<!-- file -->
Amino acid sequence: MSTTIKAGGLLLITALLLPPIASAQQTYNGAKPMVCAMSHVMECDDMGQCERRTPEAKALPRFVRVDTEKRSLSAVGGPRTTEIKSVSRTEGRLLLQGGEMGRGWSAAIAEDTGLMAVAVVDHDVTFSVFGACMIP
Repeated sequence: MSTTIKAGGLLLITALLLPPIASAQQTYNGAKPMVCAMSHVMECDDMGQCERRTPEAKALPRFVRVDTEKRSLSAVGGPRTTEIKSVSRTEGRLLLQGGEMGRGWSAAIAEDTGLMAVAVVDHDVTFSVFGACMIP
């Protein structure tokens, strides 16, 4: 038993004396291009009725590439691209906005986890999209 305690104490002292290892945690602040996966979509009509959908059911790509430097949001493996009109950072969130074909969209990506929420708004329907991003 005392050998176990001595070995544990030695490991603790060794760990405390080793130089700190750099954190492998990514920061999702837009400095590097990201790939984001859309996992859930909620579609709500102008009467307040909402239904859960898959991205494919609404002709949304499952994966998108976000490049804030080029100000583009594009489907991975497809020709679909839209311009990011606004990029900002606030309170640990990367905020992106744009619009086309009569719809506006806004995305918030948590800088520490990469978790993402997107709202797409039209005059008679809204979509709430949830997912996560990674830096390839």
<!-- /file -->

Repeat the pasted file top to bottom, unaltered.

Amino acid sequence: MSTTIKAGGLLLITALLLPPIASAQQTYNGAKPMVCAMSHVMECDDMGQCERRTPEAKALPRFVRVDTEKRSLSAVGGPRTTEIKSVSRTEGRLLLQGGEMGRGWSAAIAEDTGLMAVAVVDHDVTFSVFGACMIP
Repeated sequence: MSTTIKAGGLLLITALLLPPIASAQQTYNGAKPMVCAMSHVMECDDMGQCERRTPEAKALPRFVRVDTEKRSLSAVGGPRTTEIKSVSRTEGRLLLQGGEMGRGWSAAIAEDTGLMAVAVVDHDVTFSVFGACMIP
């Protein structure tokens, strides 16, 4: 038993004396291009009725590439691209906005986890999209 305690104490002292290892945690602040996966979509009509959908059911790509430097949001493996009109950072969130074909969209990506929420708004329907991003 005392050998176990001595070995544990030695490991603790060794760990405390080793130089700190750099954190492998990514920061999702837009400095590097990201790939984001859309996992859930909620579609709500102008009467307040909402239904859960898959991205494919609404002709949304499952994966998108976000490049804030080029100000583009594009489907991975497809020709679909839209311009990011606004990029900002606030309170640990990367905020992106744009619009086309009569719809506006806004995305918030948590800088520490990469978790993402997107709202797409039209005059008679809204979509709430949830997912996560990674830096390839």